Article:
HL Deb 14 March 1867 vol 185 cc1766-8

Order of the Day for the Second Reading read.

Moved, "That the Bill be now read 2a."—(The Lord Redesdale.)


was understood to express a doubt as to the expediency of proceeding with this measure pending the inquiry on the subject now going on in the other House.


asked the noble Duke to consider the position in which railway companies would be placed by the postponement of this Bill, supposing that such a measure was really desirable. The creditors of a company might seize the rolling stock and movable property unless the Bill to be passed was to have a retrospective effect. This was one of the best Bills ever proposed, con- sidering that railways were made and privileges given to them for the advantage of the public, and creditors advanced their money with the full knowledge of this fact.


said, he was placed in an embarrassing position by the request to abstain from proceeding with this Bill because the Government had a Bill of their own; but he believed that on fuller consideration of the subject noble Lords would see the desirableness of proceeding with the Bill. Its object was simply to suspend the power of creditors to take railways in execution until the 1st of August, and unless the protection was afforded which this Bill contemplated, seizures might take place during the time that the Bill of the Government was under discussion. No one could have any idea of the embarrassment at the present moment of the railway world except those who had inquired fully into the subject; and if this Bill passed it would to a certain extent tranquillize the minds of those who were interested in the various railway securities. If Parliament should be of opinion that it was not expedient to pass the Bill, creditors might proceed, and the railways might be thrown into confusion. He should not press the Bill if the noble Duke saw any serious objection to its principle; otherwise he did not think there was any reason why the Bill should not be read a second time, and the committal of it postponed to a distant day. He thought that even if it went no further, a good effect would be produced by it.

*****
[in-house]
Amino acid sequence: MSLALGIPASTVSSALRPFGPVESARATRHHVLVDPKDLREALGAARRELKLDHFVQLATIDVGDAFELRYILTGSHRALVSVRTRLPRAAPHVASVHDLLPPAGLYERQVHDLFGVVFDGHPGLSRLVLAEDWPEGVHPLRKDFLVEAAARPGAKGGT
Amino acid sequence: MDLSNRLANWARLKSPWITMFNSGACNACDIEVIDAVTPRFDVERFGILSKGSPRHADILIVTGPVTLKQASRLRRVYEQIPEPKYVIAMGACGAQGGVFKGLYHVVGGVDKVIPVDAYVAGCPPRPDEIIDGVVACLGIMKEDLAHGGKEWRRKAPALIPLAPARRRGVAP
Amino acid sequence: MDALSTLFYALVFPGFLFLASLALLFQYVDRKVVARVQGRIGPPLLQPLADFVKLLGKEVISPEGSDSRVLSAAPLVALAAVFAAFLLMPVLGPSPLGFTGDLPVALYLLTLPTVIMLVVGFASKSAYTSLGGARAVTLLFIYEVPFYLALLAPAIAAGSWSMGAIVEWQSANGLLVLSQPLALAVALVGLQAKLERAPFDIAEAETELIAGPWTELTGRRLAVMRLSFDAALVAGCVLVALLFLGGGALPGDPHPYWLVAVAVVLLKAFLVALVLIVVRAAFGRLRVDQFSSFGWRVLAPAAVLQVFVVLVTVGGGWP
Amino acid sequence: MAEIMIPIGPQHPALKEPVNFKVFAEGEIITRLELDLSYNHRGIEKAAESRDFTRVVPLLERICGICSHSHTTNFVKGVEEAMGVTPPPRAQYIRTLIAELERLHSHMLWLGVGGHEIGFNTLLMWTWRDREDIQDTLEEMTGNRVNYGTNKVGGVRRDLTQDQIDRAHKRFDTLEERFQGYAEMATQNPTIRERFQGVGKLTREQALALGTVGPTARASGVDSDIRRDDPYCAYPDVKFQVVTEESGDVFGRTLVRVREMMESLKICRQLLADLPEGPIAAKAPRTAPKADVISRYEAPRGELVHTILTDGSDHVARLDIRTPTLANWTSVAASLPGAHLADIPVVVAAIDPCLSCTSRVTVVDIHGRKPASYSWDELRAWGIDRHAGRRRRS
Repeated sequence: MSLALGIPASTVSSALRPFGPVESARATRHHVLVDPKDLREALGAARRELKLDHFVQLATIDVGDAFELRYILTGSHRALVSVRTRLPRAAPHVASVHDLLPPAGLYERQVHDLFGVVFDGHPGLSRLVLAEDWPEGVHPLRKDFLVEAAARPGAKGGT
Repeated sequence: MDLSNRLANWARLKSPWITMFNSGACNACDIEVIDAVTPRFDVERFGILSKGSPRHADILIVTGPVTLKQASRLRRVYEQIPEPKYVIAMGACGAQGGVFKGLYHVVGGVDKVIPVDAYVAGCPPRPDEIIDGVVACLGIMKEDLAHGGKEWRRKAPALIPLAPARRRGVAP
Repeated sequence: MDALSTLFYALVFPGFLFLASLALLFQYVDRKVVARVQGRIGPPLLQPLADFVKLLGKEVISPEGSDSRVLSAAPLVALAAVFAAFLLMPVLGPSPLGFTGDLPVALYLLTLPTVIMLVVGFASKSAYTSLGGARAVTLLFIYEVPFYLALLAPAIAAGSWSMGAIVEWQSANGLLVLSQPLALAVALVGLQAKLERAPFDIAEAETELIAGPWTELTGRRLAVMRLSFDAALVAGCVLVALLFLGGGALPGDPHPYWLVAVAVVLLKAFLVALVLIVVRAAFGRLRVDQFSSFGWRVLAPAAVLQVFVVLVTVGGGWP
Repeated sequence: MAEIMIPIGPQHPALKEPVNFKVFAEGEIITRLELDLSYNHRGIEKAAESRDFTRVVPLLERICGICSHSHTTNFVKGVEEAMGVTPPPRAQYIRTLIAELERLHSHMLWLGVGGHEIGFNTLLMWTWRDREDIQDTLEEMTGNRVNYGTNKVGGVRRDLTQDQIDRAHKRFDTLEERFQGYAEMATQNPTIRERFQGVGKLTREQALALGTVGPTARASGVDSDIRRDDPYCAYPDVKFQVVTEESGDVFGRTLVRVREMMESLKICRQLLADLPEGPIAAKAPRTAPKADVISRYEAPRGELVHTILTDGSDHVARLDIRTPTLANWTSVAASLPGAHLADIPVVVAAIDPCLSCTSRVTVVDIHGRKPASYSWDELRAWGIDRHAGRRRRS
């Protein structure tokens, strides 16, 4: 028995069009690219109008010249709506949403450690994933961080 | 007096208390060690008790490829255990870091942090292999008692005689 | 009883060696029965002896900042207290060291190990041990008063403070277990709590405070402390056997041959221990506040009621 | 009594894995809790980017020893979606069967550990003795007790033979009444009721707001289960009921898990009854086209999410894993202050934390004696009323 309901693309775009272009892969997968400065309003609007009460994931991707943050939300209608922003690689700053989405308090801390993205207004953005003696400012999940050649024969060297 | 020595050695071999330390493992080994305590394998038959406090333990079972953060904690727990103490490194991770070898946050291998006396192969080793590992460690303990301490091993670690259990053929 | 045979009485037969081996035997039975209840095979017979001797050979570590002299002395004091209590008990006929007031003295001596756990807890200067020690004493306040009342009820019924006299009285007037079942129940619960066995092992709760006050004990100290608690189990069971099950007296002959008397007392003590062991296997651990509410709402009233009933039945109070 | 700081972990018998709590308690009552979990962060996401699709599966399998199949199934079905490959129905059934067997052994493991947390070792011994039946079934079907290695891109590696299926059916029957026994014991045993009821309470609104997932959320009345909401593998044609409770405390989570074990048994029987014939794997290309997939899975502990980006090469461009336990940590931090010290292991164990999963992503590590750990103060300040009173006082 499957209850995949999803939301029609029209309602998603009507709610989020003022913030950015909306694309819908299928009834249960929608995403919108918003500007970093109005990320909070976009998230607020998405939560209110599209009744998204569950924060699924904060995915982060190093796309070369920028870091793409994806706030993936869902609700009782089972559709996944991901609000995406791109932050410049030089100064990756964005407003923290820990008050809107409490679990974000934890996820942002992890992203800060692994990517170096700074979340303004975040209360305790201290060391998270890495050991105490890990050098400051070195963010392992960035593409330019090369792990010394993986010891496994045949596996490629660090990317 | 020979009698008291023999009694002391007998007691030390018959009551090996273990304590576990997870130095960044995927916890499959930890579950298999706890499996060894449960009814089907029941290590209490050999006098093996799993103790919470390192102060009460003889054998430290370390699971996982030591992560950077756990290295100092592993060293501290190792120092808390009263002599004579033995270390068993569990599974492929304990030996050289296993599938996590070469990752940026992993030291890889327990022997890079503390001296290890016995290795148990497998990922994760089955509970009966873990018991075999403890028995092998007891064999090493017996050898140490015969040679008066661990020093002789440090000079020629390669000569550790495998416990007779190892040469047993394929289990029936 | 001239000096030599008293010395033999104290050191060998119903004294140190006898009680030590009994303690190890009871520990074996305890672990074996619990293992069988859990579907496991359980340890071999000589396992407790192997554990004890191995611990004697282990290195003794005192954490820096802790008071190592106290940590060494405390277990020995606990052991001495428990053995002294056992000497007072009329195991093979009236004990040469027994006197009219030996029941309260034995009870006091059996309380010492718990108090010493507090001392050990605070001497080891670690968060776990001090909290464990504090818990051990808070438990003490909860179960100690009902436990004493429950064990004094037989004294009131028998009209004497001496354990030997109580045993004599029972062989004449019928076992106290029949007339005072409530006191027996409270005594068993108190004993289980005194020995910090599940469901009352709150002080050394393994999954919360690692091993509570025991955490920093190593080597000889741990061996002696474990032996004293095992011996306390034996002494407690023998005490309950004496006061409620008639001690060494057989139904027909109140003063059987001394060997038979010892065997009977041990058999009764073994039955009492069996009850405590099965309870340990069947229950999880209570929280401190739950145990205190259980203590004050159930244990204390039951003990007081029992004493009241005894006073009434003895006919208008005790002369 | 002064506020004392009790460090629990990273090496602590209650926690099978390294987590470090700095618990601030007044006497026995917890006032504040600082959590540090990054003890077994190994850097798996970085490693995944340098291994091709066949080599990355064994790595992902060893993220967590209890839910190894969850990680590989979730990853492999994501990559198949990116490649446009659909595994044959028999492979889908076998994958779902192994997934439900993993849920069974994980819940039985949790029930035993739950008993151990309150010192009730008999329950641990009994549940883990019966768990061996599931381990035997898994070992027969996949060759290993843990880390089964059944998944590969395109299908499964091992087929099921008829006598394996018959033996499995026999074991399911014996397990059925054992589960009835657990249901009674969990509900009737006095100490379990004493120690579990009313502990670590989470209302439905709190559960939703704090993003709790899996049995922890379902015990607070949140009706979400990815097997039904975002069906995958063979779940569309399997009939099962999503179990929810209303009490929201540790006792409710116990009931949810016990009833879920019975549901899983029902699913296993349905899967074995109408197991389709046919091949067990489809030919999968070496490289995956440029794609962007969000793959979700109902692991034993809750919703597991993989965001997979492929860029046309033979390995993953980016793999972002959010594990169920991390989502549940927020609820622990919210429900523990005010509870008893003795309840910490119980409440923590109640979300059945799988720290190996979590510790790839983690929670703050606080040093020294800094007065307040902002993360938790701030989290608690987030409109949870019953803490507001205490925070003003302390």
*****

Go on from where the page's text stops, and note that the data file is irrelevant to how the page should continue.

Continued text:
said, the objection of his noble Friend (the Duke of Richmond) was not to the principle of the Bill. The House of Commons had appointed a Select Committee to inquire into the subject, which had passed Resolutions very much in the spirit of the noble Lord's Bill; and a Bill was about to be introduced based on that Report. If this Bill were proceeded with, they would be sending to the other House a Bill precisely similar in its character to that introduced I there. But if the noble Lord thought there would be any advantage in the way of settling the minds of those interested, he saw no objection to the Bill being now read a second time, and hoped the noble Duke would concur in that view.


asked if the Bill had not better he deferred till the Report of the Royal Commission was before their Lordships.


said, the question under discussion would not be affected by the Report of the Royal Commission.


, as a Member of that Commission, hoped it would be able to present its Report early next month.

Motion agreed to: Bill read 2a accordingly.